If you really think it is a myth, is it that hard to build one? Did anyone who said that already build one?
Last edited by sucahyo; Sep 11, 2009 at 10:25 PM.
Sep 12, 2009, 04:37 AM
Registered User
something like this?
Sep 12, 2009, 05:41 AM
7000mw of raw power!
rich smith's Avatar
Quote:
Originally Posted by sucahyo
I already tried a couple of time, charging with radiant charger do not make my battery hot, make my kid mini4wd go faster than my chinese charger. For temperature there is a huge difference, the chinese charger already heat up the battery at the first hour and continue to do so.

If the Ni cells still heat up then lipo charger definitely not using radiant charger.
ALL Ni batteries heat up when charged. If charged at .1c or higher you can feel it with your finger. With less current you will not feel it but it is there. It just takes longer.

If your chinese charger fails to leave cells at 1.4v it is defective.


Quote:
Originally Posted by sucahyo
Buck and boost regulator coil is not used to charge, it is used to change voltage. For a charger can be called radiant charger it has to utilize the coil current to charge. I attach where the charging part supposed to be placed in order to call it radiant charger in a switching schematic.
Your "radiant" charger is a common boost switcher. It is not magic.



Quote:
Originally Posted by sucahyo
just for illustration, I don't know if this dangerous or not.
circuit taken from
http://www3.telus.net/chemelec/Proje...ing-Supply.htm
This is not a buck or a boost but is old fashioned transformer type with primary and secondary.

Quote:
Originally Posted by sucahyo
I also attach another example from wiki where I add the place for the radiantly charged battery.
http://en.wikipedia.org/wiki/Buck–boost_converter
This is not a buck or a boost type either, it is buck/boost which is completely different. Until you learn the difference between buck, boost, and buck/boost, nobody will take you seriously.


Quote:
Originally Posted by sucahyo
No, I believe what Bedini shared is real.

If you really think it is a myth, is it that hard to build one? Did anyone who said that already build one?
I have built many "radiant" chargers exactly the same as yours. Some were simpler, some more complicated. It is called a boost switching supply.

It is starting to sound like you are Bedini or are in love with him. It is time for you to open your ears and benefit from those who are more knowledgeable than yourself. We are only trying to help.
Sep 13, 2009, 09:25 PM
Bedini charger admirer
Quote:
Originally Posted by ALEX_BZ
something like this?
Yes. Usually we have to wound the coil ourself but I prefer to use available transformer as a coil. The source battery has to exceed the 555 operating voltage, I guess you need at least 6 Volt.

For the number of battery that can be charged depend on the amount of current passing the coil, if it is large it can charge more battery. This has to be find out by trial and error though. Mine has 0.3A at 12V without load and I have to use some additional load in series with the battery to prevent the power supply to auto shut off.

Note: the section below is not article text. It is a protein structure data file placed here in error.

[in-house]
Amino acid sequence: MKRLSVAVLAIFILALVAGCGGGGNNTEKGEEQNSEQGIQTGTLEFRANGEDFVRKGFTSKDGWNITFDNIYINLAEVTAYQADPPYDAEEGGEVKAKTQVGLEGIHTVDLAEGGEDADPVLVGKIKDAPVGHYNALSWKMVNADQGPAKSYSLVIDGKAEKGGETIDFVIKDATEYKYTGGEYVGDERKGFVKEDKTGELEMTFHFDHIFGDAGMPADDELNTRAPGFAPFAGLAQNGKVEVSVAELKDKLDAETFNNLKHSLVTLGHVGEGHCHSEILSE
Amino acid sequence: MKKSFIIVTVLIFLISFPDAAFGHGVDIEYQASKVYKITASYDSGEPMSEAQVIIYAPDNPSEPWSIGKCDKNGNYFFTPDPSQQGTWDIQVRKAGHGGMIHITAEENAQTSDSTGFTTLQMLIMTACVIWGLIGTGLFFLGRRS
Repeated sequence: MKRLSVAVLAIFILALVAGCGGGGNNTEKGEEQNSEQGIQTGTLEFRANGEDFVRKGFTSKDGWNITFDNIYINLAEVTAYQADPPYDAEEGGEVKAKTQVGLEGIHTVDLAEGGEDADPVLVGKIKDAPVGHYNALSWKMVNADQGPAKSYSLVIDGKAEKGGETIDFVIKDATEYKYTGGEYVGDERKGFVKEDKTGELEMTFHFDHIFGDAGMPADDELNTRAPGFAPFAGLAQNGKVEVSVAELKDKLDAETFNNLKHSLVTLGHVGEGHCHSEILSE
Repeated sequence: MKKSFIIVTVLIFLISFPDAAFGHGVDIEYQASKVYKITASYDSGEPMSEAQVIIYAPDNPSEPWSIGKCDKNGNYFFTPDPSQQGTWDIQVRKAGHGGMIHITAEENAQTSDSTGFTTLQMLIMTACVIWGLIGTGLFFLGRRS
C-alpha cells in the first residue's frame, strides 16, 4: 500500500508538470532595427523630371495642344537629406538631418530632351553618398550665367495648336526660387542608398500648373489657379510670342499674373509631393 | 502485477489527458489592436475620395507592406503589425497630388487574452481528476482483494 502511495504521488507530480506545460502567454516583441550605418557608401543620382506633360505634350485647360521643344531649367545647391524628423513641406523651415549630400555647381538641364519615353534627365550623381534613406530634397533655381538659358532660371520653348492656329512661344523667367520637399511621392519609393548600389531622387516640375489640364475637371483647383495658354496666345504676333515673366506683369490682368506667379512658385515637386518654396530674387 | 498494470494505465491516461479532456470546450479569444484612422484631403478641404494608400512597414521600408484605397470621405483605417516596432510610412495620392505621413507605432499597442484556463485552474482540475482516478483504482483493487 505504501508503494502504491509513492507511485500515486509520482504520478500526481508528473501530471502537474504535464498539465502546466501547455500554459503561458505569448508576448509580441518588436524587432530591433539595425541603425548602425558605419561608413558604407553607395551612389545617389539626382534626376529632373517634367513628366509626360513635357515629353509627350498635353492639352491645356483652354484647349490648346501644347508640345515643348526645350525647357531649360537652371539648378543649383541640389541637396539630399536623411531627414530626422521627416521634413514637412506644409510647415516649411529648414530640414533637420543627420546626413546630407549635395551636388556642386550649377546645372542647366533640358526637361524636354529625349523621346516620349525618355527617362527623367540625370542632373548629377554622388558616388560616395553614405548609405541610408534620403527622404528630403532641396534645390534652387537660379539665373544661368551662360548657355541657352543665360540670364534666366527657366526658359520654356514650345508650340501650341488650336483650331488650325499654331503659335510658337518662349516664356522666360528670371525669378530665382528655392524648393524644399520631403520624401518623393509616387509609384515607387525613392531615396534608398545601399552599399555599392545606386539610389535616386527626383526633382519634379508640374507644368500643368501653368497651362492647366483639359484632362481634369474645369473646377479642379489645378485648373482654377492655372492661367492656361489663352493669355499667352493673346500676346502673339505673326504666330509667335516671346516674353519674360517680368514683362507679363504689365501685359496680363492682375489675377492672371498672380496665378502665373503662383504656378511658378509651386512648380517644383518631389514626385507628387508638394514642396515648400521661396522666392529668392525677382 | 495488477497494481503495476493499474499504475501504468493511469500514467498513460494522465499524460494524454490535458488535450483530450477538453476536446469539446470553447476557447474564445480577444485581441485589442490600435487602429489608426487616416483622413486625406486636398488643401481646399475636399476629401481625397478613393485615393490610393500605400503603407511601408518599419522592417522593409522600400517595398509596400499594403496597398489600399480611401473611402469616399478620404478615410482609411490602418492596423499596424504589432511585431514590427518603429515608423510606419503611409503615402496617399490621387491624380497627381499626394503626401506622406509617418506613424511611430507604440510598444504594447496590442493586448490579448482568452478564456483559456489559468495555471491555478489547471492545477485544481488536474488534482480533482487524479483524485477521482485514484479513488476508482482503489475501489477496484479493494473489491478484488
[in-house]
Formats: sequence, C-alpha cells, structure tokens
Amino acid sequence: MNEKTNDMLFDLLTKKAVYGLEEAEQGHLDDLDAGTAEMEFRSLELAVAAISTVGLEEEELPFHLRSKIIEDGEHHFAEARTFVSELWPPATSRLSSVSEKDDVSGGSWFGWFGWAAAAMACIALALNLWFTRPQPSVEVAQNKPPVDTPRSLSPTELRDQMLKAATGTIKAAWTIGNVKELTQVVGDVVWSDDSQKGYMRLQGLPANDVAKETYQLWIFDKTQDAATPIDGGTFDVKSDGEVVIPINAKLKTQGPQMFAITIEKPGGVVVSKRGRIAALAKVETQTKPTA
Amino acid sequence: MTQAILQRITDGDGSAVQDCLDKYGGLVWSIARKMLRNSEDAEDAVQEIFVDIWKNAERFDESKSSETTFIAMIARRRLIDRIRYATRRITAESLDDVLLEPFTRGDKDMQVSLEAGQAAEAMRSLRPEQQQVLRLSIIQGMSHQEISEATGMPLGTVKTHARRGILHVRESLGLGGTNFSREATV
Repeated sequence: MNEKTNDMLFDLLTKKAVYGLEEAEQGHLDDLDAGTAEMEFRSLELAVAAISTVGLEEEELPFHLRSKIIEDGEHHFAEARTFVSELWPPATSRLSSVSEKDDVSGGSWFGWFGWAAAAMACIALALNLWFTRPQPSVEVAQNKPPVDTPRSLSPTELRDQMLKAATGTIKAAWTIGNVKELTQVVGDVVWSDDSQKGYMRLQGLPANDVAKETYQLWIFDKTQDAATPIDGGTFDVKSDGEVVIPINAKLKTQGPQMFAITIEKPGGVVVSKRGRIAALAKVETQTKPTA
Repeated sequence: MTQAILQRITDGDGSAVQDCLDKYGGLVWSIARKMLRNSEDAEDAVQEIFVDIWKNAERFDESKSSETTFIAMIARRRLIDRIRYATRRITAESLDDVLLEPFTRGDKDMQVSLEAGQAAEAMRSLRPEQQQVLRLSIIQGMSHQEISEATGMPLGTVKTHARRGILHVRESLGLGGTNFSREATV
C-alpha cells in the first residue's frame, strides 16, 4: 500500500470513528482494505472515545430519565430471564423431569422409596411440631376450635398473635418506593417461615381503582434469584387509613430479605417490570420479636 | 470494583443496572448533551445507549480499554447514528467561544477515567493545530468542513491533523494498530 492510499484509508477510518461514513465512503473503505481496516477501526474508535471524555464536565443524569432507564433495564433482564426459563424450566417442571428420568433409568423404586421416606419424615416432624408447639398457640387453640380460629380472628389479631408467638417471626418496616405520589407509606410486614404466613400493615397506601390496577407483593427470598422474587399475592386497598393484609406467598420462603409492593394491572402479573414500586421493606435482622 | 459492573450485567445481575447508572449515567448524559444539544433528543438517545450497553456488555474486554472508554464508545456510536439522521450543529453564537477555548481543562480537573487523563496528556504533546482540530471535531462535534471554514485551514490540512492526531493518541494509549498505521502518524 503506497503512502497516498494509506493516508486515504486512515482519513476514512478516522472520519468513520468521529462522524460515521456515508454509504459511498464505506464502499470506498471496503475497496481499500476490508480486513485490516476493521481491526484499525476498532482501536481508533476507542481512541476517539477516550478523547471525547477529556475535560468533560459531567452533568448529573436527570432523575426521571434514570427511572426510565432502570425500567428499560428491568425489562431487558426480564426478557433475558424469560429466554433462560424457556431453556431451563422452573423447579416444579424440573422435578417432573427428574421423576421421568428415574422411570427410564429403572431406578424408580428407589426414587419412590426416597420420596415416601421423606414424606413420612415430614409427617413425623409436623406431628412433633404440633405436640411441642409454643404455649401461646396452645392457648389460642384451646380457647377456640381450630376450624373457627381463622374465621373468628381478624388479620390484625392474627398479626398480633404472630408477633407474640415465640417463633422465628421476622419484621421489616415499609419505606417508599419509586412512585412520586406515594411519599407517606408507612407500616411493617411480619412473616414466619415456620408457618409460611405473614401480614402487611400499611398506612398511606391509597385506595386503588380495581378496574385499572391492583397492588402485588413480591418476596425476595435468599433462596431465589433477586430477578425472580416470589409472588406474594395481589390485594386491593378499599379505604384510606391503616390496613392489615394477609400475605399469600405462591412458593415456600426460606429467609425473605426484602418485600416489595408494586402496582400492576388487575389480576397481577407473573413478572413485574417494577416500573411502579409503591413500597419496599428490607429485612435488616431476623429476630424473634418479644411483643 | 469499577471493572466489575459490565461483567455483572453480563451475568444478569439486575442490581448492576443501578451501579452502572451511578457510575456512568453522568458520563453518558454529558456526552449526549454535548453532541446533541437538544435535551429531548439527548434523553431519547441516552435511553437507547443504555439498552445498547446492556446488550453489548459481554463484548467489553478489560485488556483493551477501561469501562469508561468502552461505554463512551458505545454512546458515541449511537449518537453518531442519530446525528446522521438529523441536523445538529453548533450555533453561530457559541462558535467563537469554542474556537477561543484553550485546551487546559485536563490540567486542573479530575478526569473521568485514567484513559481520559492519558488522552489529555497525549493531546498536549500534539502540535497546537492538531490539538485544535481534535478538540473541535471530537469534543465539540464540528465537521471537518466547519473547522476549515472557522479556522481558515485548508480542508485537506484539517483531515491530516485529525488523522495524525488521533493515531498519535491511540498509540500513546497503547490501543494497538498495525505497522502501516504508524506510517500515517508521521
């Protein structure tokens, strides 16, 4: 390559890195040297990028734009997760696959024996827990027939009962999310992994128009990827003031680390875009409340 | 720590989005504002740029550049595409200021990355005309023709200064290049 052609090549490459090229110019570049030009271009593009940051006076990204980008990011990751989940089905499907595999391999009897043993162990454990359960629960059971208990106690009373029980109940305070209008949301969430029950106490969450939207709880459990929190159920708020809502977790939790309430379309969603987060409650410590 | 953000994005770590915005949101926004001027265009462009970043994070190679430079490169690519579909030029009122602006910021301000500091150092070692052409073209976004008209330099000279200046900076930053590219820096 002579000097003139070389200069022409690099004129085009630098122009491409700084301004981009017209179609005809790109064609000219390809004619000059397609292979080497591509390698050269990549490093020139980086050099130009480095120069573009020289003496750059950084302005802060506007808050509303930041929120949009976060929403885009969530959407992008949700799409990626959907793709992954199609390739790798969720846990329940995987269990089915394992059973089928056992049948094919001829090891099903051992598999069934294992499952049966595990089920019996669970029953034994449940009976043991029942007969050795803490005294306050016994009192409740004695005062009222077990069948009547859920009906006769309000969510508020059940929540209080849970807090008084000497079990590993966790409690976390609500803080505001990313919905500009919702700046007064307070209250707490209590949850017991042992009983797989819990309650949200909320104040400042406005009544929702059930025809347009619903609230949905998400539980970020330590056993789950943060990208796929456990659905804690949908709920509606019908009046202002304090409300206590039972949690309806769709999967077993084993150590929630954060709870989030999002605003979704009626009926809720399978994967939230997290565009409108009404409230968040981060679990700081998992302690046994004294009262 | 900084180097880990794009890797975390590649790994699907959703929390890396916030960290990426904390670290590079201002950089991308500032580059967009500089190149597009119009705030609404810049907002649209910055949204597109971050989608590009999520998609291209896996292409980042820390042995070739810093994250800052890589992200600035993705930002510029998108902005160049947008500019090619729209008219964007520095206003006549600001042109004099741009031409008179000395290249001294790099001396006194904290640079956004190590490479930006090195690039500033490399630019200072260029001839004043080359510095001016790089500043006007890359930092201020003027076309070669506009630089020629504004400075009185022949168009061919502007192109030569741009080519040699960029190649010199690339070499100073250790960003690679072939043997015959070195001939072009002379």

Quote:
Originally Posted by rich smith
ALL Ni batteries heat up when charged. If charged at .1c or higher you can feel it with your finger. With less current you will not feel it but it is there. It just takes longer.
I damage my amp meter when measuring voltage at the flyback part so I never measure it again. But I compare it with how much charge the charger can put to the battery and definitely the one utilizing flyback voltage (bedini) do not make the battery anywhere near as hot as the chinese charger and much faster on track.

Quote:
Originally Posted by rich smith
If your chinese charger fails to leave cells at 1.4v it is defective.
Even if it can cook the battery? I see. I though what charger do is pushing voltage in the battery and my chinese battery certainly does.

Quote:
Originally Posted by rich smith
Your "radiant" charger is a common boost switcher. It is not magic.
I don't agree, common charger do not use flyback voltage. Please give me an example circuit that utilize one, since the circuit I found in the link I post previously certainly do not utilize it.


Quote:
Originally Posted by rich smith
This is not a buck or a boost but is old fashioned transformer type with primary and secondary.

This is not a buck or a boost type either, it is buck/boost which is completely different. Until you learn the difference between buck, boost, and buck/boost, nobody will take you seriously.
I see.

Quote:
Originally Posted by rich smith
I have built many "radiant" chargers exactly the same as yours. Some were simpler, some more complicated. It is called a boost switching supply.

It is starting to sound like you are Bedini or are in love with him. It is time for you to open your ears and benefit from those who are more knowledgeable than yourself. We are only trying to help.
Well, I do admire him. And since I already confirm positive result and more, I trust him. I doubt that what you build should be called radiant.

Not any circuit with coil can be called radiant. To be called radiant there has to be a spike followed by induction current in the charging part, something that usually thrown away or safeguarded.

Flyback voltage also exist in motor controller circuit too. This flyback voltage can be utilized to charge the battery. I attach an example of brushed motor controller from:
http://www.webx.dk/rc/ecs2b.htm

There is a protection diode in the circuit to prevent the flyback voltage from damaging the FET. We can use it to charge a battery. We connect charged battery negative to positive line and charged battery positive to diode cathode. After modification it become radiant charger, there is switch, diode and motor as coil. Would you call it boost switching supply?

I also attach another variance of radiant charger. It use relay, I don't believe this can be called boost switching supply. On this mechanical version anyone should not connect the charging part to electronics!